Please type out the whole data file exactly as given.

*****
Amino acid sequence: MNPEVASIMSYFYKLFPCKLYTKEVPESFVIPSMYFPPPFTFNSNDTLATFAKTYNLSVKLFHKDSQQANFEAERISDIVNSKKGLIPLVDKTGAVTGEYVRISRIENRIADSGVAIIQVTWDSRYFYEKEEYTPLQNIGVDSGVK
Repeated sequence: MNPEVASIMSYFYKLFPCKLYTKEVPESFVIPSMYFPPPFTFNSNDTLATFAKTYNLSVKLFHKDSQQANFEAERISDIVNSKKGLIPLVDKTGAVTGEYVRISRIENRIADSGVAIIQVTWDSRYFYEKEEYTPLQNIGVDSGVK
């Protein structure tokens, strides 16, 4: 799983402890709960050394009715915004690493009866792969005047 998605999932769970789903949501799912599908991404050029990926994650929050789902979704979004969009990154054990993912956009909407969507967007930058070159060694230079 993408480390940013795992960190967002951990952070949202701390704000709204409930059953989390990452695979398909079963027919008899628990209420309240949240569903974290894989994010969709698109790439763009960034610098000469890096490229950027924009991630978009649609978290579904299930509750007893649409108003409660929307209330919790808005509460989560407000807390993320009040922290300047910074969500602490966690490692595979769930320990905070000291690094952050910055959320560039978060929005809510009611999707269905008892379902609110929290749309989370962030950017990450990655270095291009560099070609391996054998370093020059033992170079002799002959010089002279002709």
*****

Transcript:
Amino acid sequence: MNPEVASIMSYFYKLFPCKLYTKEVPESFVIPSMYFPPPFTFNSNDTLATFAKTYNLSVKLFHKDSQQANFEAERISDIVNSKKGLIPLVDKTGAVTGEYVRISRIENRIADSGVAIIQVTWDSRYFYEKEEYTPLQNIGVDSGVK
Repeated sequence: MNPEVASIMSYFYKLFPCKLYTKEVPESFVIPSMYFPPPFTFNSNDTLATFAKTYNLSVKLFHKDSQQANFEAERISDIVNSKKGLIPLVDKTGAVTGEYVRISRIENRIADSGVAIIQVTWDSRYFYEKEEYTPLQNIGVDSGVK
């Protein structure tokens, strides 16, 4: 799983402890709960050394009715915004690493009866792969005047 998605999932769970789903949501799912599908991404050029990926994650929050789902979704979004969009990154054990993912956009909407969507967007930058070159060694230079 993408480390940013795992960190967002951990952070949202701390704000709204409930059953989390990452695979398909079963027919008899628990209420309240949240569903974290894989994010969709698109790439763009960034610098000469890096490229950027924009991630978009649609978290579904299930509750007893649409108003409660929307209330919790808005509460989560407000807390993320009040922290300047910074969500602490966690490692595979769930320990905070000291690094952050910055959320560039978060929005809510009611999707269905008892379902609110929290749309989370962030950017990450990655270095291009560099070609391996054998370093020059033992170079002799002959010089002279002709």